Just weeks before the Environmental Protection Agency (EPA) was expected to finalize the Trump administration’s planned revisions to U.S. light-duty fuel economy standards, the agency’s own Science Advisory Board (SAB) has voted to review the science behind the new rules.
Under the current proposal recommended by the EPA and the National Highway Traffic Safety Administration (NHTSA), known as the Safer Affordable Fuel-Efficient Vehicles Rule for Model Years 2021-2026 Passenger Cars and Light Trucks, fuel efficiency standards for cars, SUVs and light trucks will be frozen at 2020 levels until 2026. Federal officials cite safety and cost savings as the reasons for the freeze.
Analysis from SAFE suggests otherwise. In extensive comments, SAFE analysis shows previous agency studies and current expert opinion contradict the findings in the agencies’ notice of proposed rulemaking that freezing fuel economy will save 12,000 lives. Additionally, SAFE notes that new vehicle purchase prices have fallen by three percent since 2013, even as the total Consumer Price Index has risen by eight percent—and the proposal increases U.S. gasoline demand by 500,000 barrels per day.
The comments go on to recommend the agencies’ cost-benefit analysis methodology must be updated to account for the significant military cost of oil dependence, conservatively estimated by SAFE to be $81 billion per year. The current methodology finds this cost to be zero.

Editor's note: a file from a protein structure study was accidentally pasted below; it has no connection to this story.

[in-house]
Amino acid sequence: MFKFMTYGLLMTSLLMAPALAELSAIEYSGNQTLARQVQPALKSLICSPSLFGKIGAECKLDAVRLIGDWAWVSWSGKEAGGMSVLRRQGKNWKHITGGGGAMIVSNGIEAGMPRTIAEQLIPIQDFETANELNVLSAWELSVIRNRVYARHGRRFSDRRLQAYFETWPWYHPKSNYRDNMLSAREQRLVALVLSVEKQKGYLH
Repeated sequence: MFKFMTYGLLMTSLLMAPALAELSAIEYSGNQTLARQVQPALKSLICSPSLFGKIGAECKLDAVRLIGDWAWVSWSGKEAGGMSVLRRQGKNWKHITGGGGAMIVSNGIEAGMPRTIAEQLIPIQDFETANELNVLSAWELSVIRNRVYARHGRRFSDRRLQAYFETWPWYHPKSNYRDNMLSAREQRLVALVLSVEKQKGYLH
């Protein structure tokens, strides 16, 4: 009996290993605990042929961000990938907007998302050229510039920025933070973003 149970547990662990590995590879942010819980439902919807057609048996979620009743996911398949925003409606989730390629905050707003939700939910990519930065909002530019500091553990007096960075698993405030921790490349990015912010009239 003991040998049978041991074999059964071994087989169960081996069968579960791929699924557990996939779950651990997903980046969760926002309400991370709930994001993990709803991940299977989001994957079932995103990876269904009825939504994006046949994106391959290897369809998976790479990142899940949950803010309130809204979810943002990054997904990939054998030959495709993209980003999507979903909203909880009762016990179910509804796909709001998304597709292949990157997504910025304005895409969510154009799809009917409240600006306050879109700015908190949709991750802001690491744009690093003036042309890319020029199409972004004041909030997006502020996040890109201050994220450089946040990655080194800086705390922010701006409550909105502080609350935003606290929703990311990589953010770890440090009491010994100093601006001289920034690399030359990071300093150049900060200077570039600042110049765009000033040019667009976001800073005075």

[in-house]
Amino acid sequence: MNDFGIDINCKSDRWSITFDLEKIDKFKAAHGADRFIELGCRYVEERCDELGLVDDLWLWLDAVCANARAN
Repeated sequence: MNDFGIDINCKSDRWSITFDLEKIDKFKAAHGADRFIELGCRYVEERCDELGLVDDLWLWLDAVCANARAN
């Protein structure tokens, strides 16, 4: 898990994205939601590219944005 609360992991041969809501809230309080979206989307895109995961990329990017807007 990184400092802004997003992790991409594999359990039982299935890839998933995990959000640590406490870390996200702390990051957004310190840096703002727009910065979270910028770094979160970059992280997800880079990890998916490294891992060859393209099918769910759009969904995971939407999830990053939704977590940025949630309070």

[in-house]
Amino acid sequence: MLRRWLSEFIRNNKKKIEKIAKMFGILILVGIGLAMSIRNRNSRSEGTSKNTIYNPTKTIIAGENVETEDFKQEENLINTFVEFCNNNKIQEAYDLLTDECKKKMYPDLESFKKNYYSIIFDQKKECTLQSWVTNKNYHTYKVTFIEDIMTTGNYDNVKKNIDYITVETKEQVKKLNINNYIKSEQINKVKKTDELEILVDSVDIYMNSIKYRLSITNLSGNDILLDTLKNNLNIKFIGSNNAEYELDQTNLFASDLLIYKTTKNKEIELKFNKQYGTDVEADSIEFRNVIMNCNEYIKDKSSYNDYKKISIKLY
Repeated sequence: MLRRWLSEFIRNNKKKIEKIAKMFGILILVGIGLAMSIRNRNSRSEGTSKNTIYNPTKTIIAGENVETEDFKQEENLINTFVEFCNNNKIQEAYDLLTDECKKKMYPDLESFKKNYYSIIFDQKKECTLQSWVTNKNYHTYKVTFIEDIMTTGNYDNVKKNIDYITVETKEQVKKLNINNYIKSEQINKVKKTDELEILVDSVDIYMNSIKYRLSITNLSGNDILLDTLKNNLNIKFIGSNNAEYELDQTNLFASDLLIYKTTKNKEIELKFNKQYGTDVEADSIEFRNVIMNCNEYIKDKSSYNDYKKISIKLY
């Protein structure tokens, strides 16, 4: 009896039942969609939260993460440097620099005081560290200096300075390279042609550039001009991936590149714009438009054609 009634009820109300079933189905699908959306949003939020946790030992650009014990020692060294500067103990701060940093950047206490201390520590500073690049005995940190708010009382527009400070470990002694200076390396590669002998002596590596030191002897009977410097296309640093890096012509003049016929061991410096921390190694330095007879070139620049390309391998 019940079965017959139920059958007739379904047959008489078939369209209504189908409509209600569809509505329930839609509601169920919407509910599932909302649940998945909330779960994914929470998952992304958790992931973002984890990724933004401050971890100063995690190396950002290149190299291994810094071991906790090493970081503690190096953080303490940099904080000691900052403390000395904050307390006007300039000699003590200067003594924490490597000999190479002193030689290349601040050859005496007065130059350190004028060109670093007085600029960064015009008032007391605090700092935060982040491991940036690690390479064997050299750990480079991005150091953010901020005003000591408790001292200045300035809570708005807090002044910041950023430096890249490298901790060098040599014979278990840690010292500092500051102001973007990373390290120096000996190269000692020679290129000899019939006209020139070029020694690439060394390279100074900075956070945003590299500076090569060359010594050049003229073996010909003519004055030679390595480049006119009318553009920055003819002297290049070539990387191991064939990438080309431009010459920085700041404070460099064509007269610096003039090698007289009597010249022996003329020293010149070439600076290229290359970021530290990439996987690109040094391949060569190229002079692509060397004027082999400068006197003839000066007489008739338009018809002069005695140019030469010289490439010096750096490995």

In a statement from SAFE, President and CEO Robbie Diamond said he expected the review to highlight the wide range of disparities and inaccuracies in the administration’s findings, stating that “We anticipate this review will paint a more complete picture not only of the current proposal’s inconsistencies and faulty conclusions, but also the effects these revised standards will have on energy use, oil security, and safety. We commend the decision to review, and urge the administration to give the board the time required to complete its analysis.”
If the review postpones the revised rules from coming into effect, it could also potentially delay anticipated lawsuits from a variety of stakeholders. Chief among these would be the State of California, which is seeking to maintain its waiver to set its own more stringent fuel efficiency standards. Talks between California and the Trump administration have broken down, potentially paving the way for litigation.
No parties would benefit from such an outcome. In a letter sent to the White House last week, 17 major automakers—including Ford, GM, Toyota, Volkswagen and BMW—urged President Trump to moderate his stance on fuel economy, writing that an extended period of litigation and instability would prove “untenable,” adding that the best path to preserve jobs and affordable vehicles is a final rule “supported by all parties—including California.”
SAFE agrees that a return to a single national program, without becoming mired in protracted court battles, should be the preferred solution. “There is a better option that can find a deal between California and the Federal government that will avoid long court battles, save thousands of lives per year, and improve our energy security and economy,” Diamond added in a statement.